Generally speaking, Mahlers late symphoniesexcept for No. 8, which is extremely popular because of its splendid exhibitionism, despite its complexityare not only unpopular but also extremely difficult to bring off well, and the Seventh has always been considered the most difficult of all. Only a handful of conductors, among them Kubelk, Abbado, and Boulez, seem to have managed to solve this hardest of Mahlers musical puzzles. All three of the conductors named were able to do so because they reveled in its grotesqueries, yet were able to knit its disparate elements together, and even they do not always succeed (or succeed equally) in each of the performances they lead.
As I write these introductory words, I am in fact listening to Rafael Kubelk conduct the symphony, the performance of February 28, 1981, with the New York Philharmonic that is generally considered to be his finest. All the swirling details of the score are brought out clearly, yet each and every element is knitted together splendidly and woven into a tapestry that touches the spirit and evokes a world of different moods. Kubelks tempos, in this performance especially, were rather slow, yet they never sound slow; he maintains momentum, no matter how convoluted the texture or how difficult the rhythms, and sustains tension despite his slowness.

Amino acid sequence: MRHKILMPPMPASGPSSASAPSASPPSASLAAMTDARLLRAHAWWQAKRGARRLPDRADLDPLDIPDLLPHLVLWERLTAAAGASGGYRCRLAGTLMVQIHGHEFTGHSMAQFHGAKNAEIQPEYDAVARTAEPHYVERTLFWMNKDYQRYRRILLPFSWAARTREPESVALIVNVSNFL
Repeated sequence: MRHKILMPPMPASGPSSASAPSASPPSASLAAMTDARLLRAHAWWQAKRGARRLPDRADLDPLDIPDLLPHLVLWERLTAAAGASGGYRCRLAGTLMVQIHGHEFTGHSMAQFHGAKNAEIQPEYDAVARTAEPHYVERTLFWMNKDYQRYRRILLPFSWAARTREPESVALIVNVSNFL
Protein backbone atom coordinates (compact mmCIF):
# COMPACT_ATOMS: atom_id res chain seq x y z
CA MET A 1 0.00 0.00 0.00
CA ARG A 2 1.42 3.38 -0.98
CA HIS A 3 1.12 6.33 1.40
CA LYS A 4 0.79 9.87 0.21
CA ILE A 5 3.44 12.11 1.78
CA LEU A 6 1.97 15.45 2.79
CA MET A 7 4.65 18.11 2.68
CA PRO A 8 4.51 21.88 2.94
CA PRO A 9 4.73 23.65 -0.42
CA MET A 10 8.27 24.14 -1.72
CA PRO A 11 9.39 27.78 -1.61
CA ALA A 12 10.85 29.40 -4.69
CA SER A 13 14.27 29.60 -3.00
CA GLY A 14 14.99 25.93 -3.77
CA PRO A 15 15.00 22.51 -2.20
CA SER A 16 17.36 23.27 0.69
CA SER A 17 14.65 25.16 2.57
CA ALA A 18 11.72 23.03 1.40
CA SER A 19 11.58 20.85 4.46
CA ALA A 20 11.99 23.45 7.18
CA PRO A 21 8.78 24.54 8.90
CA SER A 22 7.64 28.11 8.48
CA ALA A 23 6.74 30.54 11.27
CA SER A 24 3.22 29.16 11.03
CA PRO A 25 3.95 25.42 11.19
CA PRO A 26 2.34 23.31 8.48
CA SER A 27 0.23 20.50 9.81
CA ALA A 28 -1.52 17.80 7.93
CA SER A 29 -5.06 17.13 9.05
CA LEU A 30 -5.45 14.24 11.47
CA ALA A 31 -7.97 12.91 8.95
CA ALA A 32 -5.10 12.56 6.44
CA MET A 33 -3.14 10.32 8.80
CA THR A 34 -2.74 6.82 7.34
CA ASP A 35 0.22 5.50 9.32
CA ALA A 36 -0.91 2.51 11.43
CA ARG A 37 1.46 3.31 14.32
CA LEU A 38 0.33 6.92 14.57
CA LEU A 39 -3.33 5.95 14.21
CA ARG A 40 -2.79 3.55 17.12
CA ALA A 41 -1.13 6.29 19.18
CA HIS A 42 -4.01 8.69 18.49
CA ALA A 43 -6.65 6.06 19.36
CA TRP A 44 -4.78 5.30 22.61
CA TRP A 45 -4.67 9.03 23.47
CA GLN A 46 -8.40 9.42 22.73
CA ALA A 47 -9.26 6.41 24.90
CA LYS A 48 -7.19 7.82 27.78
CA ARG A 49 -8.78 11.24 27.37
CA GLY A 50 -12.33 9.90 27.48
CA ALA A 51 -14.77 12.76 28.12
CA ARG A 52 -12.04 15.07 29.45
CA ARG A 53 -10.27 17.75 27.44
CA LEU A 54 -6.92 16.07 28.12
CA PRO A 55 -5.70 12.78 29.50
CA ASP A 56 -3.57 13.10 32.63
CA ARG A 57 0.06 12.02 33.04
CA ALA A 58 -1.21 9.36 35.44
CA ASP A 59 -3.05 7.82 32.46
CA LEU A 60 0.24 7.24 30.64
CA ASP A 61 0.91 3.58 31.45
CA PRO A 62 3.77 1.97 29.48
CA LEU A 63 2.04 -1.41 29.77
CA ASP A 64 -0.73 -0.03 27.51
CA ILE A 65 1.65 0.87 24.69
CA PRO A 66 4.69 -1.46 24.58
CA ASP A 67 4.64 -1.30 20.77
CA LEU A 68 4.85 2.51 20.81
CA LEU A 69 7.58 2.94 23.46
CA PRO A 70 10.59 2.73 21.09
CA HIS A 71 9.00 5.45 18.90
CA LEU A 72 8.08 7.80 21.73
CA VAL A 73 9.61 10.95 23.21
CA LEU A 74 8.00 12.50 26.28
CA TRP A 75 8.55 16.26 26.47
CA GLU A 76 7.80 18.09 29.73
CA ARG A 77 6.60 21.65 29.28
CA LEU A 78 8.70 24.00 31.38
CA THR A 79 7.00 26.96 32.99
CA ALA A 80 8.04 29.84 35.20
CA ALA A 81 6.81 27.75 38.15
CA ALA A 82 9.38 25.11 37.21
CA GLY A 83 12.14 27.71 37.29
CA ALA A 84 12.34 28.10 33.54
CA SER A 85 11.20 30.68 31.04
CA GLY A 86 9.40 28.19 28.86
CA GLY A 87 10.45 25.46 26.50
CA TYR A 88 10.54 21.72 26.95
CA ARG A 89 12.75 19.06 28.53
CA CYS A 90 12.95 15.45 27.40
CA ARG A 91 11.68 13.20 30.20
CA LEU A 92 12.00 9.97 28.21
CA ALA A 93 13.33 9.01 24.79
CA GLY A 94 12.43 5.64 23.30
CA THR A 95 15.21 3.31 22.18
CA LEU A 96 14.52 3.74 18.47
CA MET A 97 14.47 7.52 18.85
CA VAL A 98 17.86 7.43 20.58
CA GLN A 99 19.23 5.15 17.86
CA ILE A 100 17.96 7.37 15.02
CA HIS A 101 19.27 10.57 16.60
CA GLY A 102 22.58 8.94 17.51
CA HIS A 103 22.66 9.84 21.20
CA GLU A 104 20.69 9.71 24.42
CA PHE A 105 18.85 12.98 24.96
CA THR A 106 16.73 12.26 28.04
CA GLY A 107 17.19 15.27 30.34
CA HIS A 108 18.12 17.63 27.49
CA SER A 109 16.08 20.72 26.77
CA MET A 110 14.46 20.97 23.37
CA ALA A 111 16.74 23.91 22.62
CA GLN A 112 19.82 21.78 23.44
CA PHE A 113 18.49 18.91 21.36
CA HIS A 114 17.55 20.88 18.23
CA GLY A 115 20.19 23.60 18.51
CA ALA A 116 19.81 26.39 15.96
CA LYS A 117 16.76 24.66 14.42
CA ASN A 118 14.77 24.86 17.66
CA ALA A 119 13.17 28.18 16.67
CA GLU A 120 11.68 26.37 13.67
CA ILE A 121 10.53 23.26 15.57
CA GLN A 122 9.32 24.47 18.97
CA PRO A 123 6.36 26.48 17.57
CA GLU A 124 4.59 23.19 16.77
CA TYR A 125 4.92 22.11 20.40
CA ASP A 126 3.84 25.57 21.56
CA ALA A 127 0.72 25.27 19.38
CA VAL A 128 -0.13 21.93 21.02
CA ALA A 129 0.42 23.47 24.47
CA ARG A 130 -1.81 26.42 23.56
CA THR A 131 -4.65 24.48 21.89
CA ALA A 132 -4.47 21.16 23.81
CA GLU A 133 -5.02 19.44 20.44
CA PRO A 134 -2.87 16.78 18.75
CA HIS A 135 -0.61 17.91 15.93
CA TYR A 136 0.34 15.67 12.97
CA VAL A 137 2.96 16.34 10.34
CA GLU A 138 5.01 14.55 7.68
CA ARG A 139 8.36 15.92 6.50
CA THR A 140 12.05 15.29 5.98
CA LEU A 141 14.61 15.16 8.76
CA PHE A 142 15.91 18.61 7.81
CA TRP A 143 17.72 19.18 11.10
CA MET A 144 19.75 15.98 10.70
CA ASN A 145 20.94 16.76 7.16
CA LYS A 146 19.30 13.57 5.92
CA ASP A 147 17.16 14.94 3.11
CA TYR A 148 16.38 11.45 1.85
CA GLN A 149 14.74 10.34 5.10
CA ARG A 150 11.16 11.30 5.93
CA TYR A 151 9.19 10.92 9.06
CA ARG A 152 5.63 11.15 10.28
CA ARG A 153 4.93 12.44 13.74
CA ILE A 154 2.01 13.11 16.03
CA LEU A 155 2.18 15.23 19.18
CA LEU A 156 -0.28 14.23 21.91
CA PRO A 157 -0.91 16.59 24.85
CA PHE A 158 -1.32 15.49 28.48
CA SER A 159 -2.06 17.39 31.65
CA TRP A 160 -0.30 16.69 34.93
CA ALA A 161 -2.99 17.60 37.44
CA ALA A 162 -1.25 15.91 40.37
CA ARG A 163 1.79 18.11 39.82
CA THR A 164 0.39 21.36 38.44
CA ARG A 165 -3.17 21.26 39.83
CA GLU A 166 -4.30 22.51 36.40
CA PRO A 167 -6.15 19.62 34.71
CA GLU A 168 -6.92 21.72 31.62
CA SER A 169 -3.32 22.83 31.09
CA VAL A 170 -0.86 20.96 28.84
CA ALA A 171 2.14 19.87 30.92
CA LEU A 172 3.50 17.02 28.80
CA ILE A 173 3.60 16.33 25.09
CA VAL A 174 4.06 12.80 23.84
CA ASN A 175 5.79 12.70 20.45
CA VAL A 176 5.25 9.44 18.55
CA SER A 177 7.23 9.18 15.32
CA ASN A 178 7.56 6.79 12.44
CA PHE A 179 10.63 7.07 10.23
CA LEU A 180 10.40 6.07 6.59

Switching to Schwarz, one hears a performance 10 minutes faster than Kubelks. There is less rubato, more of a linear concept. It is played with great feeling, howeversomething I did not hear in Schwarzs readings of the First and Ninth symphoniesand although not quite as fiery as Abbados second, more successful, recording, it works very well. Like Kubelk, Schwarz revels in the musics grotesqueries, albeit in stricter tempo. There is sufficient relaxation in the soft string passages to offset this drama, and the Royal Liverpool orchestra responds with verve and great feeling to Schwarzs every shift of mood.
The first Nachtmusik movement plays off the dark and light elements in perfect equilibrium. The lyrical middle section has just the right tenderness and gemtlich for the music. The music singsand how it sings! One almost expects a soprano to come swooping in at any moment. The Scherzo has proper bounce and swagger, with a light touch that makes the odd violin glisses sound like aerial acrobats riding above the ebb and flow of the music. There is also a touch of humor, so important in this score. The second Nachtmusik continues this mood in a most charming vein. In the finale, Schwarz pulls out all the stops: the music leaps from the speakers and grabs you by the shoulders. There is an almost Baroque feeling to the counterpoint, though dressed in modern harmonic clothing, that Schwarz, an expert Baroque conductor, understands very well.
Gerard, you scored a hit with this one! The sound quality is nothing short of fantastic. Five stars, easily.
- Lynn Ren Bayley